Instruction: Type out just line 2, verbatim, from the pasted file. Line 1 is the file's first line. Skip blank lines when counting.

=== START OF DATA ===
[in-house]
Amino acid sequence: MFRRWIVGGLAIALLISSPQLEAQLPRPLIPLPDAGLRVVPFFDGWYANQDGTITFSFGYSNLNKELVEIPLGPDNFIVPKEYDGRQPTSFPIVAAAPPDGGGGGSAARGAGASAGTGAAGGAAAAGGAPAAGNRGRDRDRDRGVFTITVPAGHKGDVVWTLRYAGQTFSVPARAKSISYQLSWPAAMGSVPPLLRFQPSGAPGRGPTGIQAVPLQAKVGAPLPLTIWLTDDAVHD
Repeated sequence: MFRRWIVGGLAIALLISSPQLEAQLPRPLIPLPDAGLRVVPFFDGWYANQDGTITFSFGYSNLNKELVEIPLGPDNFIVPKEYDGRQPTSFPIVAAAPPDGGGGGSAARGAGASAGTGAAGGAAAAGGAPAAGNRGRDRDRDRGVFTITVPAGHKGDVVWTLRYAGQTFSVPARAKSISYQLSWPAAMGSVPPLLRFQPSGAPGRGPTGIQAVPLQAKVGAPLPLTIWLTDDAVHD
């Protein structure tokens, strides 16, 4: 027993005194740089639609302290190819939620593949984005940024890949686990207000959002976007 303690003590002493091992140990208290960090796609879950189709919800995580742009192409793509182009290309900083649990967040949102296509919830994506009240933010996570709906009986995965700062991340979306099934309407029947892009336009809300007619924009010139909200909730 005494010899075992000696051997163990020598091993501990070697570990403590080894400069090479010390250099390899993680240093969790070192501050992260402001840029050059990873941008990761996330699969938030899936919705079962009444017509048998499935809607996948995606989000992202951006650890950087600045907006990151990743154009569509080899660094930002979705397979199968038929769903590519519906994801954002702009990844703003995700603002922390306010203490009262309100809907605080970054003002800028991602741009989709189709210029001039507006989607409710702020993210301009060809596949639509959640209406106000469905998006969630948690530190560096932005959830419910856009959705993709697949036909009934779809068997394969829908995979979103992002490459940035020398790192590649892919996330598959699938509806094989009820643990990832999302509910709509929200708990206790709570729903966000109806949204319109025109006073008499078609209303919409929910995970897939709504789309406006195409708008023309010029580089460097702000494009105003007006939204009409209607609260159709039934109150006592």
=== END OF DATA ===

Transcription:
Amino acid sequence: MFRRWIVGGLAIALLISSPQLEAQLPRPLIPLPDAGLRVVPFFDGWYANQDGTITFSFGYSNLNKELVEIPLGPDNFIVPKEYDGRQPTSFPIVAAAPPDGGGGGSAARGAGASAGTGAAGGAAAAGGAPAAGNRGRDRDRDRGVFTITVPAGHKGDVVWTLRYAGQTFSVPARAKSISYQLSWPAAMGSVPPLLRFQPSGAPGRGPTGIQAVPLQAKVGAPLPLTIWLTDDAVHD